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Navigate data center management software selection

Software evaluation can be a lengthy process, especially with both open source and commercial options. Functionality and support can help you form a short list of possibilities.

The choice between open source and commercial data center management software isn't going away. But is there an easy way to decide which is right for your organization?

The cost argument can be quickly debunked: The upfront cost and ongoing maintenance charges for commercial software may appear large, but in the greater scheme of overall project costs and the software's lifetime, costs are generally an incredibly low percentage. This figure fluctuates depending on licensing costs and the provider. Don't get hung up on these costs; in some instances, it's more beneficial to pay.

When selecting software, the main factor to consider is its ability to complete management tasks and meet your performance goals. If the open source alternative doesn't meet your capability requirements, then it should not be on the shortlist. The same goes for commercial software.

So, why go for open source, particularly when it comes to data center management software? The benefits of open source software include integrated management, scalability, a lower entry barrier, vendor blindness and faster time-to-market. There are lots of options available, from DevOps to container and platform orchestration systems.

Commercial vendors' offerings aren't diminishing, however. Organizations can choose between products from CA Technologies, BMC Software and Electric Cloud. With these vendors' tools, you might find expanded functionality, increased processing power, better security features and vendor-provided maintenance.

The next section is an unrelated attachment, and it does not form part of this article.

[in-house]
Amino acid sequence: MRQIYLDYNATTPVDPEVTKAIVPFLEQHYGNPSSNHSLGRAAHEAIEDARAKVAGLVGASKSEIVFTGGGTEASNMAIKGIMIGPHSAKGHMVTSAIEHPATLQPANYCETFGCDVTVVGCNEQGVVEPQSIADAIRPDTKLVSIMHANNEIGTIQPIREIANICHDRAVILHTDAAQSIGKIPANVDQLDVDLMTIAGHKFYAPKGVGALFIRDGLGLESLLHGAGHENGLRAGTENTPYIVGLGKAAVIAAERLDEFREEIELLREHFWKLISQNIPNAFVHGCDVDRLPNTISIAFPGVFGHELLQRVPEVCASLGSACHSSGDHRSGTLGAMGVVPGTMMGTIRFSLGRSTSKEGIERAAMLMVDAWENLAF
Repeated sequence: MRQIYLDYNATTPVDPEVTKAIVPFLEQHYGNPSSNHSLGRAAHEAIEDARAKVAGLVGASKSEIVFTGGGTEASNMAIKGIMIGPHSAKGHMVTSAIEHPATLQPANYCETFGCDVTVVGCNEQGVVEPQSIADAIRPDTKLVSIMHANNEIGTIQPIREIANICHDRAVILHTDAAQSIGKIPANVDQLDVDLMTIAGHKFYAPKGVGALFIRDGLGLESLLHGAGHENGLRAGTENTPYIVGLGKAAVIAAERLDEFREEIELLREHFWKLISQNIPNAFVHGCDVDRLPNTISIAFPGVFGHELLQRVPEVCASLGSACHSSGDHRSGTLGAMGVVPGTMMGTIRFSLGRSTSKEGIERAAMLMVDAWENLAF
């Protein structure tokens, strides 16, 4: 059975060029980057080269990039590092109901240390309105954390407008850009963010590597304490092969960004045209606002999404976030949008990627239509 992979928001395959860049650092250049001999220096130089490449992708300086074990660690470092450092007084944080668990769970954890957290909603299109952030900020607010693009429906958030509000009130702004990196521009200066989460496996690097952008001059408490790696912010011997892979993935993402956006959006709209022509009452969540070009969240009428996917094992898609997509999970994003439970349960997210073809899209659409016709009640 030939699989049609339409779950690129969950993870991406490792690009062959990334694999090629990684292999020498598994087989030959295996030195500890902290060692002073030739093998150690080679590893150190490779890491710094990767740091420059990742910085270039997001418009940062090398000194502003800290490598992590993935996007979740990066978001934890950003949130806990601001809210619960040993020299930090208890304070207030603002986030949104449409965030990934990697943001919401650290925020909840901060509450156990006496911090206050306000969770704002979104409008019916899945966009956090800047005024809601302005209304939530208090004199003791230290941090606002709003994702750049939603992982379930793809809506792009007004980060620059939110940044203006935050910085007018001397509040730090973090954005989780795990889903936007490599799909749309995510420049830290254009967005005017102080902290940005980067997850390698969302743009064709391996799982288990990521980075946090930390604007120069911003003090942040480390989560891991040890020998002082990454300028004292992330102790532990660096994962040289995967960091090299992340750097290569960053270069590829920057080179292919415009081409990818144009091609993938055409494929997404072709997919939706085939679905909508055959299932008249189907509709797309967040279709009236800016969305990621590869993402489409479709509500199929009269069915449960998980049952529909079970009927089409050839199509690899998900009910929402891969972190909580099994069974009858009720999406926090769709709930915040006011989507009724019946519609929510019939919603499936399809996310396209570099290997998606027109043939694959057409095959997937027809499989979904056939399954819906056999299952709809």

Garner application support

Available support is another factor in software selection. Commercial software from the large vendors usually comes with support as part of the ongoing license and maintenance contracts.

Open source software is either do it yourself or comes with support bundles that organizations must pay for. This type of support comes from either one of the developers of the code or via one of their partners, which may be a vendor that offers a commercial alternative.

You'll also need to consider in-house support, its availability and the overall cost. The de facto standard for software in both the open source and commercial worlds is to offer lots of support. More esoteric systems may have very little support, and maintaining and keeping those skills in-house may be very difficult.

To get further background on open source systems, evaluate their software development pages. If there has not been a major release within the past year, the tool may be seeing waning support. Look at responses to function requests: do developers show continual support and interaction or can you hear the tumbleweed passing through?

Similarly, with commercial data center management software, ask the vendor what it has planned in terms of new functionalities and version releases.

Optimize business operations

Be aware that both commercial and open source software can fail. The vendor can go out of business or the community support environment can decline and die.

With open source, look for vibrant support from both the developer community and vendors: This maximizes the probability of the software maintaining support. When evaluating commercial software, ask about end-of-life plans along with full-support periods.

Ultimately, the argument is not about open source versus commercial data center management software; it is about what fits your purpose. Data center systems management is not something the end user sees, but the effect of good or bad software makes the difference between a functional infrastructure and one with performance issues. Make your choice by doing your due diligence and decide what is best for the organization over the long term.

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